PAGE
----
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IL Officer Cleared of 'Honeybee' Murder Charges

IL Officer Cleared of 'Honeybee' Murder Charges

Attorneys say prosecutors are expected to drop charges against Lynwood Police Officer Brian Dorian in the two-state shooting spree that left one man dead and two injured. [Personal Photo]

Chicago Tribune via Yellowbrix

October 13, 2010

Though the same gunman was suspected of carrying out both shootings, Dorian wasn’t charged with wounding the other two men — both of whom remain hospitalized.

The charge against Dorian unraveled after intensive tests of his computer indicated it was being used about the time of the 10:30 a.m. killing on Oct. 5, Glasgow said.

Questioned by authorities after his Tuesday court appearance, Dorian was able to tell them what sites he had visited on his computer around the time of the killing. “He verified the websites he was on,” Kaupas said.

Meanwhile, Dorian’s childhood friend Tom Moran said he spoke with Dorian by phone shortly before Dorian was supposedly in Lowell, Ind., on Oct. 5. And Dorian then came by Moran’s home in St. John, Ind., to drink coffee shortly after.

“We talked for a little bit and then he took off,” Moran said, adding that they talked about the Boston Red Sox and Dorian’s planned trip to Iowa.

The information about Dorian’s online presence prompted authorities to agree to drop the murder charge, though Glasgow said investigators were always open to the possibility that Dorian was not the gunman.

He added that Dorian should “thank God for computer technology.”

“Without that, our timeline still fits in this case,” Glasgow said.

After last week’s shootings, officers in the area stopped every pickup truck that matched the description of the shooter’s. Dorian’s truck wasn’t an exact match. Police had said the gunman drove a white or light gray pickup — possibly a 1995 to 1998 Chevy Cheyenne. But Dorian owns a light blue 1992 Chevy pickup.

Witnesses also said the killer had talked about honey bees with his alleged victims before shooting them. But investigators admitted they found no signs at his home that Dorian was interested in raising bees.

And Dorian had earlier proclaimed his innocence in a Facebook posting four hours after the spree ended: “I got pulled over in Schererville and ordered out at gunpoint because I matched this lunatic’s description. I definately (sic) don’t like being on the other side of gun barrels being pointed at me!’’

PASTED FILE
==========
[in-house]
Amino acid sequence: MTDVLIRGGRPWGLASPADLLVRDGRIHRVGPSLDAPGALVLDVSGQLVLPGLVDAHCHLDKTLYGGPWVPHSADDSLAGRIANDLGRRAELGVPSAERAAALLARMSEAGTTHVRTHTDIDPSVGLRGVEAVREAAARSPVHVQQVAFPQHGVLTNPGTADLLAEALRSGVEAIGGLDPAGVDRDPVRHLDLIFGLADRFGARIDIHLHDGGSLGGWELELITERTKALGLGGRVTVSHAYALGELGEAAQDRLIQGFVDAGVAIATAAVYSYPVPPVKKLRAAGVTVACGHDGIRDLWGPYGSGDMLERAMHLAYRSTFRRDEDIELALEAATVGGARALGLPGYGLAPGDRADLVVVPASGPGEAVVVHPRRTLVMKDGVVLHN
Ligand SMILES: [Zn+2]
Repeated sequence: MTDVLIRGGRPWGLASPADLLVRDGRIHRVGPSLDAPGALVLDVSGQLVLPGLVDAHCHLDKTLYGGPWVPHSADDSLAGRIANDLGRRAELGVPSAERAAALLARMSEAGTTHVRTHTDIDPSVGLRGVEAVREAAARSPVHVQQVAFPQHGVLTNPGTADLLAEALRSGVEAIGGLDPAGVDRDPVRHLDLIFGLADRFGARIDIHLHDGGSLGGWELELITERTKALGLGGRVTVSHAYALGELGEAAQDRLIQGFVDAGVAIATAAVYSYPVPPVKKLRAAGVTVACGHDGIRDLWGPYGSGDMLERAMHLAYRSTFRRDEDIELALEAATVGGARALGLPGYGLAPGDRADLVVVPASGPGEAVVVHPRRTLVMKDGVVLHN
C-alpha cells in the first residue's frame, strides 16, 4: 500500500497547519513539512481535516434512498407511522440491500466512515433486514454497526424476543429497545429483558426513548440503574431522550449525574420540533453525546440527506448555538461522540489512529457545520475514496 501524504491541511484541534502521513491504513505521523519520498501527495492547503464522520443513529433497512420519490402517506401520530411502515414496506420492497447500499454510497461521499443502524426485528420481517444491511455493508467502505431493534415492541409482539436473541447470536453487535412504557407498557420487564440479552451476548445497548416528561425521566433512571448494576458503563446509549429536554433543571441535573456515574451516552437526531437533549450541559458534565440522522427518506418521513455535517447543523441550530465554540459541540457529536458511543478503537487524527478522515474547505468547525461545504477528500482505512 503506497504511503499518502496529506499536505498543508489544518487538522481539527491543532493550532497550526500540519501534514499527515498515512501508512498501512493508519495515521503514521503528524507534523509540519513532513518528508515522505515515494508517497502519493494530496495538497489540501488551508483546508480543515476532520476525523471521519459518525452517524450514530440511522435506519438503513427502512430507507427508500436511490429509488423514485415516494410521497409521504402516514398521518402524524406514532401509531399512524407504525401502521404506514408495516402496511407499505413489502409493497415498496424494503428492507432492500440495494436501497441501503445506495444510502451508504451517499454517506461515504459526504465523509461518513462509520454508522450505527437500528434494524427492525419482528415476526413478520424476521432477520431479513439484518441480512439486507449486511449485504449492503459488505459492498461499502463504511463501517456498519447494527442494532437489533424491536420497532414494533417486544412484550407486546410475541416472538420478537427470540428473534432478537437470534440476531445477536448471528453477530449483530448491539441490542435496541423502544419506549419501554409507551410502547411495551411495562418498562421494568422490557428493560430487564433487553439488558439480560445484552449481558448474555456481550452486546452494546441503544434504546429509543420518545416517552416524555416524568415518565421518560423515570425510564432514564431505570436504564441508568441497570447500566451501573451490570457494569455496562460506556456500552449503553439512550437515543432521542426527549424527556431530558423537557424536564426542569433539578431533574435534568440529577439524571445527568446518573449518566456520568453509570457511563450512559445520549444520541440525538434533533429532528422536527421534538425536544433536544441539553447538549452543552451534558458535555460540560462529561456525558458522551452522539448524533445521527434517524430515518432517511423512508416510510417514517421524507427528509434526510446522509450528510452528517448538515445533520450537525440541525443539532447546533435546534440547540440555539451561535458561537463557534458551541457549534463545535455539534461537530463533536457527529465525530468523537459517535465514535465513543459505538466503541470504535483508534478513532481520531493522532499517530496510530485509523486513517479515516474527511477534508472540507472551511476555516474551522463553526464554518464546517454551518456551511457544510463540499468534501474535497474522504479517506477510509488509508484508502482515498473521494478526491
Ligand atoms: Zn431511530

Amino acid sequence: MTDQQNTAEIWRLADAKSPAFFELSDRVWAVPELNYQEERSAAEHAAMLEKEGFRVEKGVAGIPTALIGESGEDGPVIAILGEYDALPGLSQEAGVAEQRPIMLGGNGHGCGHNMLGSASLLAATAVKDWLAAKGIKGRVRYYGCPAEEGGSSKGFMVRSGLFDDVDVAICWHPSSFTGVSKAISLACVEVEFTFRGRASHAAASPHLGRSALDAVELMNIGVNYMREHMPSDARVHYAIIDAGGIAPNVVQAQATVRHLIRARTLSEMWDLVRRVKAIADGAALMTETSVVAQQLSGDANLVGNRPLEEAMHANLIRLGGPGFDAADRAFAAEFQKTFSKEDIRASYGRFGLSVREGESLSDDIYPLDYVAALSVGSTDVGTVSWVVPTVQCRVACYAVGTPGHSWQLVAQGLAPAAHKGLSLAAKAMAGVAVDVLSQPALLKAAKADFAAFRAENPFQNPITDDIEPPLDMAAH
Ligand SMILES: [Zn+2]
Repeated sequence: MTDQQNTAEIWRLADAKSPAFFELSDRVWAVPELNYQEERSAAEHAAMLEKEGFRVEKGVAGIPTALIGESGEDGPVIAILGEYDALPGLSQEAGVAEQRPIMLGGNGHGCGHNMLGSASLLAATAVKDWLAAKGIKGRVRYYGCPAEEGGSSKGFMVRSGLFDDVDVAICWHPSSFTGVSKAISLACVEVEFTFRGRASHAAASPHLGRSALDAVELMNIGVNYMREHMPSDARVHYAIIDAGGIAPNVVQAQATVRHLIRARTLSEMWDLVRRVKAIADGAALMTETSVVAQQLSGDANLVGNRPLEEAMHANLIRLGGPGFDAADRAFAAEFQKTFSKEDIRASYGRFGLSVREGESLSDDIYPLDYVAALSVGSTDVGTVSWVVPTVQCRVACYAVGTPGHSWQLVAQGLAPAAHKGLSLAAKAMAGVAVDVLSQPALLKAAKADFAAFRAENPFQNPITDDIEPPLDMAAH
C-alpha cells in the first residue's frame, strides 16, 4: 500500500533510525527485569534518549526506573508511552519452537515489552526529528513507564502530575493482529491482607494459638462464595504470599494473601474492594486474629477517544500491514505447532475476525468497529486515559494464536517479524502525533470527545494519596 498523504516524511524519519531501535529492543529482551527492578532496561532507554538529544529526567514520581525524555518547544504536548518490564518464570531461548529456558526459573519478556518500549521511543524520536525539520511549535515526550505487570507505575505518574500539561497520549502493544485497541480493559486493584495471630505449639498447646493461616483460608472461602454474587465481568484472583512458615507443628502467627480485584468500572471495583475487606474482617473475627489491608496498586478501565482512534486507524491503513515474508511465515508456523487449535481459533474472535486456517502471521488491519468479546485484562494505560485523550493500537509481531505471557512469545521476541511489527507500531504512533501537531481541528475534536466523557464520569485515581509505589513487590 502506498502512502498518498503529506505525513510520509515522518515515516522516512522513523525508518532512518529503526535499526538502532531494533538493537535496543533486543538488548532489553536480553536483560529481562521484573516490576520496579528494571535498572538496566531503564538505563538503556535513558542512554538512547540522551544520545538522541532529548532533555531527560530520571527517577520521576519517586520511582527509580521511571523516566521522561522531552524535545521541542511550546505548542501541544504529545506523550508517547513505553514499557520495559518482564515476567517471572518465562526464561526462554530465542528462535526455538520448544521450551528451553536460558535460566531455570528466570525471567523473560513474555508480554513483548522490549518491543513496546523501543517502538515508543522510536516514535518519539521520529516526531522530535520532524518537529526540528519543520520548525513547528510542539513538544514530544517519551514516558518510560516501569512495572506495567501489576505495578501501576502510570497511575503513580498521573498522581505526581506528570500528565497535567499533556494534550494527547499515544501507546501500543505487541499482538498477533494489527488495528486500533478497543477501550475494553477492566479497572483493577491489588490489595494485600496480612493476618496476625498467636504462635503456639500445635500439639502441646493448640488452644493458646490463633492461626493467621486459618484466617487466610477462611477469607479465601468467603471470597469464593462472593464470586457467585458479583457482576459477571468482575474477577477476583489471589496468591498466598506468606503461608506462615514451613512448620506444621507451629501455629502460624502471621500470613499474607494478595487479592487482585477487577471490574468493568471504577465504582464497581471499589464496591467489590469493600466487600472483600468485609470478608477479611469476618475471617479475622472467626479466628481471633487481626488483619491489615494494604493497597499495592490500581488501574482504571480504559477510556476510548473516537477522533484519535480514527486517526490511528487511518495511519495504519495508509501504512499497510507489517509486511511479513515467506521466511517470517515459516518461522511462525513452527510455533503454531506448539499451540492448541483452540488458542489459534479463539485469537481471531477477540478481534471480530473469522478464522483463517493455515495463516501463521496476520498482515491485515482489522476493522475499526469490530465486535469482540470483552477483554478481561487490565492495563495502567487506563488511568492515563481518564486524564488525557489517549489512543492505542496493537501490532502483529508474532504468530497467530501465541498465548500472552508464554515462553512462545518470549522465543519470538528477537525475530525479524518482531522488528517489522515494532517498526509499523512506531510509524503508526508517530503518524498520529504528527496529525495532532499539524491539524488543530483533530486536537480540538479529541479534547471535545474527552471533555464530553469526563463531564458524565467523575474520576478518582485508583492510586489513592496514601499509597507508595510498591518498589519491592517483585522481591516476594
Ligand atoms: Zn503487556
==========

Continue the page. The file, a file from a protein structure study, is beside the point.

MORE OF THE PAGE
Dorian’s father, John, who last week said “my son would never do this,” was furious at the state’s attorney Tuesday.

“They ought to prosecute [Glasgow] and put him behind bars,” John Dorian said. “How can you arrest somebody for nothing? . . .For a policeman to be innocent and put behind bars and have a person — Glasgow — say on TV . . .he is the shooter — that’s defamation of character, number one. Number two, that’s false arrest. You pick up someone on the street for driving a pickup truck?”

The decision to drop the murder charge recalls the move Glasgow made in 2005 to drop a murder charge against Kevin Fox of Wilmington, who was jailed and awaiting trial on charges he killed his 3-year-old daughter, Riley.

Lynwood Mayor Gene Williams said he thought authorities were “jumping to conclusions” about Dorian. “I know Brian too. This was a hard thing to believe. I knew this did not make sense,” he said.

Lynwood village trustee Tim Dunlap, who knows Dorian, said, “It doesn’t fit. It never did fit.

“I’m very sorry Brian had to go through this. I’m sorry for the families involved,” Dunlap said at Benny’s Place, a tavern where Dorian supporters had gathered on in recent nights.

Dunlap and Williams both worried that the gunman is still on the loose.

“I hope they find this madman, but not at the expense of someone who didn’t do it,” Williams said.

Contributing: John K. Ryan, Steve Metsch, Mike Nolan, Joe Biesk, Jon Seidel, AP


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